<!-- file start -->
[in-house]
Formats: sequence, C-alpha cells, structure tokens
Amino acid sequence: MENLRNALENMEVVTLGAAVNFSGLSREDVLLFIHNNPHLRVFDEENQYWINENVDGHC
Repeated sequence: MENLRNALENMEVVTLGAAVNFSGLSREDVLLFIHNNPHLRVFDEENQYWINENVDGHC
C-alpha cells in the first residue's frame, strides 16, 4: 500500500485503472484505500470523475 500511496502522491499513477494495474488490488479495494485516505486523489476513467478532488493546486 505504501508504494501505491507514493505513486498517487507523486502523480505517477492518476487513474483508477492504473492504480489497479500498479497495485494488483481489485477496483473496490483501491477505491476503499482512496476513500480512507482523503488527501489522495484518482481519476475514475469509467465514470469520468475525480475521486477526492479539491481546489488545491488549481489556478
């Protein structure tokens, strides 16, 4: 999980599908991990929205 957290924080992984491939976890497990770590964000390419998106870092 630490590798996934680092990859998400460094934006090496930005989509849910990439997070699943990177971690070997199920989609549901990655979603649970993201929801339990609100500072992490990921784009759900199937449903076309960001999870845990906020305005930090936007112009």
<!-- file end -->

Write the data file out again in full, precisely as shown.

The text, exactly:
[in-house]
Formats: sequence, C-alpha cells, structure tokens
Amino acid sequence: MENLRNALENMEVVTLGAAVNFSGLSREDVLLFIHNNPHLRVFDEENQYWINENVDGHC
Repeated sequence: MENLRNALENMEVVTLGAAVNFSGLSREDVLLFIHNNPHLRVFDEENQYWINENVDGHC
C-alpha cells in the first residue's frame, strides 16, 4: 500500500485503472484505500470523475 500511496502522491499513477494495474488490488479495494485516505486523489476513467478532488493546486 505504501508504494501505491507514493505513486498517487507523486502523480505517477492518476487513474483508477492504473492504480489497479500498479497495485494488483481489485477496483473496490483501491477505491476503499482512496476513500480512507482523503488527501489522495484518482481519476475514475469509467465514470469520468475525480475521486477526492479539491481546489488545491488549481489556478
């Protein structure tokens, strides 16, 4: 999980599908991990929205 957290924080992984491939976890497990770590964000390419998106870092 630490590798996934680092990859998400460094934006090496930005989509849910990439997070699943990177971690070997199920989609549901990655979603649970993201929801339990609100500072992490990921784009759900199937449903076309960001999870845990906020305005930090936007112009």